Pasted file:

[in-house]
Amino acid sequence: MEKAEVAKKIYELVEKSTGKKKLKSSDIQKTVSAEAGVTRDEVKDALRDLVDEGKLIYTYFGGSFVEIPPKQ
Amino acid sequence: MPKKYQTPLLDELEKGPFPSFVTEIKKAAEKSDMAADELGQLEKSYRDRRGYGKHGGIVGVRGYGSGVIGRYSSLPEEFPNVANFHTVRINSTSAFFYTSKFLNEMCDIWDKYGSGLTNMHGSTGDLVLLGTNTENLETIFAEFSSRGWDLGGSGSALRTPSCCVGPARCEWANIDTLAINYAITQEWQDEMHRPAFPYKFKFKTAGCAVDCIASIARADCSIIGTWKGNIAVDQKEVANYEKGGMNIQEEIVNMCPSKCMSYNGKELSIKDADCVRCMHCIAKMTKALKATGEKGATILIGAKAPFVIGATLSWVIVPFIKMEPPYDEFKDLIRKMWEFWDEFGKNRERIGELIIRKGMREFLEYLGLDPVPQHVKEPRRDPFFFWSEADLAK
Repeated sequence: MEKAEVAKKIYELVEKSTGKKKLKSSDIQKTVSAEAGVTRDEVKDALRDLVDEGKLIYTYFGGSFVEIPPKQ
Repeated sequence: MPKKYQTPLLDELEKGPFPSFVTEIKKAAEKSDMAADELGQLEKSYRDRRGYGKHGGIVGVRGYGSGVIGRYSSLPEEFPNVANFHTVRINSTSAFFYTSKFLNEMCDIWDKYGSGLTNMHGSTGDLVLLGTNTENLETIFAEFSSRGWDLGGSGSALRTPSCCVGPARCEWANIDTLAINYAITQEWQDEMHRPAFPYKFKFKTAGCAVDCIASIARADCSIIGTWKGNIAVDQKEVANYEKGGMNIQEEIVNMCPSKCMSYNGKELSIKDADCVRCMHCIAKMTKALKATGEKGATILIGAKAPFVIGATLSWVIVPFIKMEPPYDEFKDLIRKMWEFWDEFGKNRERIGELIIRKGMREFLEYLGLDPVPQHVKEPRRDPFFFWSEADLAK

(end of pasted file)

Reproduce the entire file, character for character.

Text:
[in-house]
Amino acid sequence: MEKAEVAKKIYELVEKSTGKKKLKSSDIQKTVSAEAGVTRDEVKDALRDLVDEGKLIYTYFGGSFVEIPPKQ
Amino acid sequence: MPKKYQTPLLDELEKGPFPSFVTEIKKAAEKSDMAADELGQLEKSYRDRRGYGKHGGIVGVRGYGSGVIGRYSSLPEEFPNVANFHTVRINSTSAFFYTSKFLNEMCDIWDKYGSGLTNMHGSTGDLVLLGTNTENLETIFAEFSSRGWDLGGSGSALRTPSCCVGPARCEWANIDTLAINYAITQEWQDEMHRPAFPYKFKFKTAGCAVDCIASIARADCSIIGTWKGNIAVDQKEVANYEKGGMNIQEEIVNMCPSKCMSYNGKELSIKDADCVRCMHCIAKMTKALKATGEKGATILIGAKAPFVIGATLSWVIVPFIKMEPPYDEFKDLIRKMWEFWDEFGKNRERIGELIIRKGMREFLEYLGLDPVPQHVKEPRRDPFFFWSEADLAK
Repeated sequence: MEKAEVAKKIYELVEKSTGKKKLKSSDIQKTVSAEAGVTRDEVKDALRDLVDEGKLIYTYFGGSFVEIPPKQ
Repeated sequence: MPKKYQTPLLDELEKGPFPSFVTEIKKAAEKSDMAADELGQLEKSYRDRRGYGKHGGIVGVRGYGSGVIGRYSSLPEEFPNVANFHTVRINSTSAFFYTSKFLNEMCDIWDKYGSGLTNMHGSTGDLVLLGTNTENLETIFAEFSSRGWDLGGSGSALRTPSCCVGPARCEWANIDTLAINYAITQEWQDEMHRPAFPYKFKFKTAGCAVDCIASIARADCSIIGTWKGNIAVDQKEVANYEKGGMNIQEEIVNMCPSKCMSYNGKELSIKDADCVRCMHCIAKMTKALKATGEKGATILIGAKAPFVIGATLSWVIVPFIKMEPPYDEFKDLIRKMWEFWDEFGKNRERIGELIIRKGMREFLEYLGLDPVPQHVKEPRRDPFFFWSEADLAK